The dynamic movements of groups of birds and fish may seem ephemeral compared to the progressively changing songs of humpback whales, but self-organizing systems may also lead to cumulative changes in actions, especially when actions modify the group’s environment, a process known as stigmergy (Parrish et al., 2002; Moussaid et al., 2009). Stigmergic communication in insects often involves chemical or physical changes to the environment. In the case of humpback whales, stigmergic processes may lead to cumulative changes in the acoustic soundscapes experienced by singers. Such processes clearly depend on the social transmission of information, since the actions of others provide the stimuli that drive the adjustments in individual reactions. However, these reactions do not require vocal learning, an exchange of messages, evaluation of the relative goodness of others’ actions, or any memory of past actions. Within self-organizing systems relatively small perturbations at the individual level can lead to significant changes at the collective level (Moussaid et al., 2009). How such changes affect the behavior of the group can depend on many factors, including the density (and goals) of interacting individuals, their movements, and environmental conditions. Simplified interaction models can produce complex emergent patterns of everchanging convergence (Sole et al., 1999; Muñoz, 2018), showing that sophisticated cultural learning processes are not required to explain either progressive behavioral changes or convergence of changes within a group. That being said, given the known vocal imitation abilities of cetaceans (Mercado et al., 2014), and their impressive cognitive capacities (Mercado and Delong, 2010), it would be surprising if singing humpback whales are limited to genetically-determined reactions to the sound sequences they produce and experience. Consistent with this possibility, anecdotal observations suggest that singers can flexibly respond to unique sound sequences (Rothenberg, 2008). In this respect, the behavior of individual singers, especially in contexts where social interactions are limited, may be more comparable to the flexible, voluntary actions of humans than they are to the collective, reflexive reactions of fish or ants.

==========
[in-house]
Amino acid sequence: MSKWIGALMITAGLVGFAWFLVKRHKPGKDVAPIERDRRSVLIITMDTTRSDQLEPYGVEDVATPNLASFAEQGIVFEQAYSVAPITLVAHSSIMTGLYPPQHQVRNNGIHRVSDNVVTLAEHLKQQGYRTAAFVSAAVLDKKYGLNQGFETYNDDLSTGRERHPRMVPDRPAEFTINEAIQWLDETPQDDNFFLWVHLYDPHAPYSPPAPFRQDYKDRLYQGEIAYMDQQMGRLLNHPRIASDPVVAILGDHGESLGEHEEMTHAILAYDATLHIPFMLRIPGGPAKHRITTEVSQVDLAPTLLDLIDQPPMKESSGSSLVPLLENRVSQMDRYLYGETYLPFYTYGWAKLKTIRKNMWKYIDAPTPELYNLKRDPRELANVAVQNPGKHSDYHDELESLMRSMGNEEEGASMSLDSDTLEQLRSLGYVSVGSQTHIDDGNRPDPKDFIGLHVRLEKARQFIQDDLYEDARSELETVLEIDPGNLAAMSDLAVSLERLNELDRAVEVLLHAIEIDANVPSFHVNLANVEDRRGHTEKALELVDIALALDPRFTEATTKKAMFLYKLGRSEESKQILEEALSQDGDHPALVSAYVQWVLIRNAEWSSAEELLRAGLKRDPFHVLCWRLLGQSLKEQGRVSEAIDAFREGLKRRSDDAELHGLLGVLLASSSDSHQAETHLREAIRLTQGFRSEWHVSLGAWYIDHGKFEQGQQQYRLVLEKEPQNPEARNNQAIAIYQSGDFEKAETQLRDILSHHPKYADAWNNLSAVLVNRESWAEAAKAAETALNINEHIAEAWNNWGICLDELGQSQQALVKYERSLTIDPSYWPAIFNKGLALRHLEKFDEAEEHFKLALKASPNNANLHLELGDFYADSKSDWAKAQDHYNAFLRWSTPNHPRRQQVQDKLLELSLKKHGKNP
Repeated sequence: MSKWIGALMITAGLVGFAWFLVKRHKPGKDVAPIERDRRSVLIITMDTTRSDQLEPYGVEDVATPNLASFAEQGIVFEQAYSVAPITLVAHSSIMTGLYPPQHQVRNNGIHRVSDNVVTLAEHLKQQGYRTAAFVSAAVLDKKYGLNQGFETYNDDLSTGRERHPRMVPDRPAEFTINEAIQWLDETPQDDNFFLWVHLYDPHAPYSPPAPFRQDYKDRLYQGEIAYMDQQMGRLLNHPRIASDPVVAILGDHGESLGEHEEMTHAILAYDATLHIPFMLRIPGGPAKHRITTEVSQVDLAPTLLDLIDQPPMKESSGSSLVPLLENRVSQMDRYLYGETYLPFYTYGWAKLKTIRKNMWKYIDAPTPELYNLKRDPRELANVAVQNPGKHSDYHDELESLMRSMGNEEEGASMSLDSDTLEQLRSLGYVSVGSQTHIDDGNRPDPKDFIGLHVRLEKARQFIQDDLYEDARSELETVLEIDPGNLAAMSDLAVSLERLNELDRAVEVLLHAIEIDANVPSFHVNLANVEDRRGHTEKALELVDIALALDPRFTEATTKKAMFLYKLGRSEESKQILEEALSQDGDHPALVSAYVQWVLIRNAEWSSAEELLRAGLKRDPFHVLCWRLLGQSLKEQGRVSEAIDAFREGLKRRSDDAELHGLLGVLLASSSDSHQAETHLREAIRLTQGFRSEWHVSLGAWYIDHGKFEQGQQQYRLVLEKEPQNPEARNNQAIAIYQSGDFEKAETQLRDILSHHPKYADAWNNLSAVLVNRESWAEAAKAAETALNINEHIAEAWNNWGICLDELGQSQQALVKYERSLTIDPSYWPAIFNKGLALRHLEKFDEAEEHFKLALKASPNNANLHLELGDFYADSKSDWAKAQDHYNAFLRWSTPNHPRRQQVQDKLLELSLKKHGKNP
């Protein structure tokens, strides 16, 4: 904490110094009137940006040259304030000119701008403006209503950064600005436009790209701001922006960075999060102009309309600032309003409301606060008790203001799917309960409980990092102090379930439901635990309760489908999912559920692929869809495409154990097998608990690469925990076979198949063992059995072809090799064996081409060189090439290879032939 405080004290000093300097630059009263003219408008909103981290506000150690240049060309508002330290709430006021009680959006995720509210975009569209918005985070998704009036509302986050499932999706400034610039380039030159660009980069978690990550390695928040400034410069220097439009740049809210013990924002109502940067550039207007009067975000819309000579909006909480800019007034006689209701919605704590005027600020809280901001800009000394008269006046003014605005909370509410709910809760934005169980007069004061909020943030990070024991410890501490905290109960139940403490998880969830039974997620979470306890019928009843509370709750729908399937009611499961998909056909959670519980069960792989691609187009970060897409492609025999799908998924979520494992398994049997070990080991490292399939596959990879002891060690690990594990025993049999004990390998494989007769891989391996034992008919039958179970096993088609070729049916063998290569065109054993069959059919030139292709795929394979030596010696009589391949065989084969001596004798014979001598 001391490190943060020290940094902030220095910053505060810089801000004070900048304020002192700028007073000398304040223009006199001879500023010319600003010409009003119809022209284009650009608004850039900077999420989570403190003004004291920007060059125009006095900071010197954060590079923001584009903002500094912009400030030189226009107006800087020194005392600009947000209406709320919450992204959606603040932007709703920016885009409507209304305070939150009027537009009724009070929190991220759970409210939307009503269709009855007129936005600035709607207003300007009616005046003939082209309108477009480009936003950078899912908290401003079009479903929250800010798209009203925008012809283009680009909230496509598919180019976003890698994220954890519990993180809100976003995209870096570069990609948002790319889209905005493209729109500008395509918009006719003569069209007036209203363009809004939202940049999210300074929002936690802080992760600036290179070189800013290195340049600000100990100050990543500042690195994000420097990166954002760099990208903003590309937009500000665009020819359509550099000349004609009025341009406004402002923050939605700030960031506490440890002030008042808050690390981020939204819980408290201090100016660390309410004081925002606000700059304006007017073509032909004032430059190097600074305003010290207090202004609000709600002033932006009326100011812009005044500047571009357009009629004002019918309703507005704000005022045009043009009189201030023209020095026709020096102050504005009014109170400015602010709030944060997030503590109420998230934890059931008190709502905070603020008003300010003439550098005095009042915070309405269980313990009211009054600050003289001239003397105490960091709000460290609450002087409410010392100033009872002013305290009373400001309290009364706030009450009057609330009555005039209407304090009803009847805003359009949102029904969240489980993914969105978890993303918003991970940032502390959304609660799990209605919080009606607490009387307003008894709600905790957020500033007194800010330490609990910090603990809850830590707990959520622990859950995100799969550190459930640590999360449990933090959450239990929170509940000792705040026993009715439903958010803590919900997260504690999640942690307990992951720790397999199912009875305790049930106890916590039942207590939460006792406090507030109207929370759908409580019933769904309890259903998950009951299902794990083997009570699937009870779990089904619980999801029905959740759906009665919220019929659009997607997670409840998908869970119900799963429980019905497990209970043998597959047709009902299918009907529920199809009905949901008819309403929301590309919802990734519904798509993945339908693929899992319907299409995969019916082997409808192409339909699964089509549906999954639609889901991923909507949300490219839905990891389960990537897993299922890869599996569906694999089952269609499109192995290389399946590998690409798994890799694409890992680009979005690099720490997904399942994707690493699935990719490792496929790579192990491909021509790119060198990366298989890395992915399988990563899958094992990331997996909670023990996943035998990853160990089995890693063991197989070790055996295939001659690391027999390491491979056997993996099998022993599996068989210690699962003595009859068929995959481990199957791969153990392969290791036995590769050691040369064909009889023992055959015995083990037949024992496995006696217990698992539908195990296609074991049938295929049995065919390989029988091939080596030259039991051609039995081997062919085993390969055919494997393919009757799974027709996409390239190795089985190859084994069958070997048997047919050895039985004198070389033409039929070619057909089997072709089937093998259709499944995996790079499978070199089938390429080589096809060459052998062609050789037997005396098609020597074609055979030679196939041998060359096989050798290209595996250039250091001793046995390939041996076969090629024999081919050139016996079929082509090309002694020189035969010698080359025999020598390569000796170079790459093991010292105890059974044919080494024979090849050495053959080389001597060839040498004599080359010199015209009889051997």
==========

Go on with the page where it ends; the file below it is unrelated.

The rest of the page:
Notably, local interactive mechanisms provide a simple explanation for why the kinds of phrase morphing evident within shifting themes produced by singing humpback whales would be highly similar to the progressive changes that are observed across years, for why such changes might occur rapidly in some phrases and years but more slowly in others, and for why specific phrases would emerge, disappear, and re-emerge across years and populations. All of these phenomena are characteristic of nonlinear dynamic systems. Self-similarity at multiple scales is a typical feature of fractals in nature, as is scale invariance, where similar patterns are evident at different levels of analysis (Sole et al., 1999; Muñoz, 2018). Criticality in dynamic, self-organizing systems is associated with periods of stabilization and intermittent rapid changes in state (Sole et al., 1999; Muñoz, 2018), as is seen in the rapid, fluid changes in flocks of murmurating birds and fish schools interacting with a predator, followed by a gradual return to earlier configurations. Models that assume that selective copying of preferred innovations drives song transformations predict none of these dynamic patterns.